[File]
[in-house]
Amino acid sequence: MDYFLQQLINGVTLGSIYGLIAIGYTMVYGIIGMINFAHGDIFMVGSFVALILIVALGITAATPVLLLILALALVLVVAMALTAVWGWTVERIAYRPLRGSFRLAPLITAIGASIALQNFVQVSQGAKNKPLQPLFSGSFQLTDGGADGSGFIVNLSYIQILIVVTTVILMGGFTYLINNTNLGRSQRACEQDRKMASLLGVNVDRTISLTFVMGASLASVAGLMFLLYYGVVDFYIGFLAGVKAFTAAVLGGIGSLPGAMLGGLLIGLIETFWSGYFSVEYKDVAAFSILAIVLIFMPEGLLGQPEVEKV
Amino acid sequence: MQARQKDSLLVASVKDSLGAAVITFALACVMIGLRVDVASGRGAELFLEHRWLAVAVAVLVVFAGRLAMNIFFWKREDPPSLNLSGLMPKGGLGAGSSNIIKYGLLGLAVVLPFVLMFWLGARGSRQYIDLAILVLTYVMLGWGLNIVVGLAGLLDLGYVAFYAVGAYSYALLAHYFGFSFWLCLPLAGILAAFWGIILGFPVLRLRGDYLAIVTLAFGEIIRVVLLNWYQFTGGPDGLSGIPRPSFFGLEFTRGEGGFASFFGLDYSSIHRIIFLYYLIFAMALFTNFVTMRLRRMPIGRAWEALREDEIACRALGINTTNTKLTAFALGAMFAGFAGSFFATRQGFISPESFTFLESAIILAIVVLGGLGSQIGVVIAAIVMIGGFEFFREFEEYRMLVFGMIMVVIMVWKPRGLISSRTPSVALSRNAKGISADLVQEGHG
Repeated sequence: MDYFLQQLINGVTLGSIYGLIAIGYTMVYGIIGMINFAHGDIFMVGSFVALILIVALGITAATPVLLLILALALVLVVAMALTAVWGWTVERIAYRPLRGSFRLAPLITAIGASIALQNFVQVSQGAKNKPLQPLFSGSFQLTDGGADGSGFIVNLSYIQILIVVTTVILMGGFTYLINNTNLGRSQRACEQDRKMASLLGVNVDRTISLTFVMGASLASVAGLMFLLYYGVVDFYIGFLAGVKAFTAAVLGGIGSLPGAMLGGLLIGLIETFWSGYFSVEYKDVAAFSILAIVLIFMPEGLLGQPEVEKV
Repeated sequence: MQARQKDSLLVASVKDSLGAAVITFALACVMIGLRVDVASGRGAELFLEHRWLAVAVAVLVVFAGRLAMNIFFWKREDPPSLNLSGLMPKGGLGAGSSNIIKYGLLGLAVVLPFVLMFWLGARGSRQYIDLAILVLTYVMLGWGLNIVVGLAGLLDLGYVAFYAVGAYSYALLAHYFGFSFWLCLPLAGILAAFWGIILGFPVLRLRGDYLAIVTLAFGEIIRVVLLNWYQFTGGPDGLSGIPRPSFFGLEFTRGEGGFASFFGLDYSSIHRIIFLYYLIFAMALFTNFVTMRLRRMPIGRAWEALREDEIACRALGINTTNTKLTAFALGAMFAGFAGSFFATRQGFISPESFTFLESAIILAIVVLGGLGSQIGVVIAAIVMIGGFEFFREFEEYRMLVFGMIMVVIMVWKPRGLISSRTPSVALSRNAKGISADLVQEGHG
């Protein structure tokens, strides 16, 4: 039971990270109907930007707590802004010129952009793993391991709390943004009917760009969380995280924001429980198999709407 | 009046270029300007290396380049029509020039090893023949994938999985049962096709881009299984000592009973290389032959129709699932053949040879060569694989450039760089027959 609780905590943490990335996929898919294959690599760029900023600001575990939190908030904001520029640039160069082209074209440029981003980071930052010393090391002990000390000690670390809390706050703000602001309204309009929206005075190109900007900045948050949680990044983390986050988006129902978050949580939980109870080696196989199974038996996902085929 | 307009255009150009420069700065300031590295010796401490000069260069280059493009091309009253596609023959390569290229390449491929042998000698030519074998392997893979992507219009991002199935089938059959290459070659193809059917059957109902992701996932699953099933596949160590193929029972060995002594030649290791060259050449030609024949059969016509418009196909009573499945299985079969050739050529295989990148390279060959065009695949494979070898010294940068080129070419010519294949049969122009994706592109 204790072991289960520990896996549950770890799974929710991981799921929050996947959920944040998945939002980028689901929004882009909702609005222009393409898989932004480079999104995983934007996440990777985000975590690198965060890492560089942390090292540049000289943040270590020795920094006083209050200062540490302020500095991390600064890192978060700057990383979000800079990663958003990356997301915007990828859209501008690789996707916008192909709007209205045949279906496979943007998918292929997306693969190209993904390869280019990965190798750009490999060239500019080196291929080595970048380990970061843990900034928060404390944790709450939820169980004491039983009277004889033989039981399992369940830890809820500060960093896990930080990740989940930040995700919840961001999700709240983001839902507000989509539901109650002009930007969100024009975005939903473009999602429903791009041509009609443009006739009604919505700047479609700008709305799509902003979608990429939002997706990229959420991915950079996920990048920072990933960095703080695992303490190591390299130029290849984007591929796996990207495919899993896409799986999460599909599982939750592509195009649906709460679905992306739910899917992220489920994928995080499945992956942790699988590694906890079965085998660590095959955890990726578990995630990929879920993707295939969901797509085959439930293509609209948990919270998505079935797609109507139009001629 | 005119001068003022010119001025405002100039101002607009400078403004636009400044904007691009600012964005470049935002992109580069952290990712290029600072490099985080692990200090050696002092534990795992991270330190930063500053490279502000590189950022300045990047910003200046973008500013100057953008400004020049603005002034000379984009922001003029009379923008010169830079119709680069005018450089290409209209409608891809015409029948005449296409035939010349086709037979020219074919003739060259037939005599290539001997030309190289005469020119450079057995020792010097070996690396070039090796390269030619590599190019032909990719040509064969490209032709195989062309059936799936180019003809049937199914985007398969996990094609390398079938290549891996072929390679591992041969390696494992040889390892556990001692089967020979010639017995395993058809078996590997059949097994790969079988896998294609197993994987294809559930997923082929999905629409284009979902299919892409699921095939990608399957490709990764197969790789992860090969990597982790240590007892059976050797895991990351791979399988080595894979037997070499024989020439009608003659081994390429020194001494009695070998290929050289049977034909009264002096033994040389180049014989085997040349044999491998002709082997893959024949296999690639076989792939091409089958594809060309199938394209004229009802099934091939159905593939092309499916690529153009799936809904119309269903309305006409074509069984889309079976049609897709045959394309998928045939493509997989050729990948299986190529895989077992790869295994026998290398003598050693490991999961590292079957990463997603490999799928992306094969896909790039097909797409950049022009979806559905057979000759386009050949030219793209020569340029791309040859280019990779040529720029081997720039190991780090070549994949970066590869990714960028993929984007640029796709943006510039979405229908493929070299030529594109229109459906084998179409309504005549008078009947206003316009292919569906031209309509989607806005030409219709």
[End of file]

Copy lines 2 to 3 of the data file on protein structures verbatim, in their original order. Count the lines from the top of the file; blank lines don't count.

Amino acid sequence: MDYFLQQLINGVTLGSIYGLIAIGYTMVYGIIGMINFAHGDIFMVGSFVALILIVALGITAATPVLLLILALALVLVVAMALTAVWGWTVERIAYRPLRGSFRLAPLITAIGASIALQNFVQVSQGAKNKPLQPLFSGSFQLTDGGADGSGFIVNLSYIQILIVVTTVILMGGFTYLINNTNLGRSQRACEQDRKMASLLGVNVDRTISLTFVMGASLASVAGLMFLLYYGVVDFYIGFLAGVKAFTAAVLGGIGSLPGAMLGGLLIGLIETFWSGYFSVEYKDVAAFSILAIVLIFMPEGLLGQPEVEKV
Amino acid sequence: MQARQKDSLLVASVKDSLGAAVITFALACVMIGLRVDVASGRGAELFLEHRWLAVAVAVLVVFAGRLAMNIFFWKREDPPSLNLSGLMPKGGLGAGSSNIIKYGLLGLAVVLPFVLMFWLGARGSRQYIDLAILVLTYVMLGWGLNIVVGLAGLLDLGYVAFYAVGAYSYALLAHYFGFSFWLCLPLAGILAAFWGIILGFPVLRLRGDYLAIVTLAFGEIIRVVLLNWYQFTGGPDGLSGIPRPSFFGLEFTRGEGGFASFFGLDYSSIHRIIFLYYLIFAMALFTNFVTMRLRRMPIGRAWEALREDEIACRALGINTTNTKLTAFALGAMFAGFAGSFFATRQGFISPESFTFLESAIILAIVVLGGLGSQIGVVIAAIVMIGGFEFFREFEEYRMLVFGMIMVVIMVWKPRGLISSRTPSVALSRNAKGISADLVQEGHG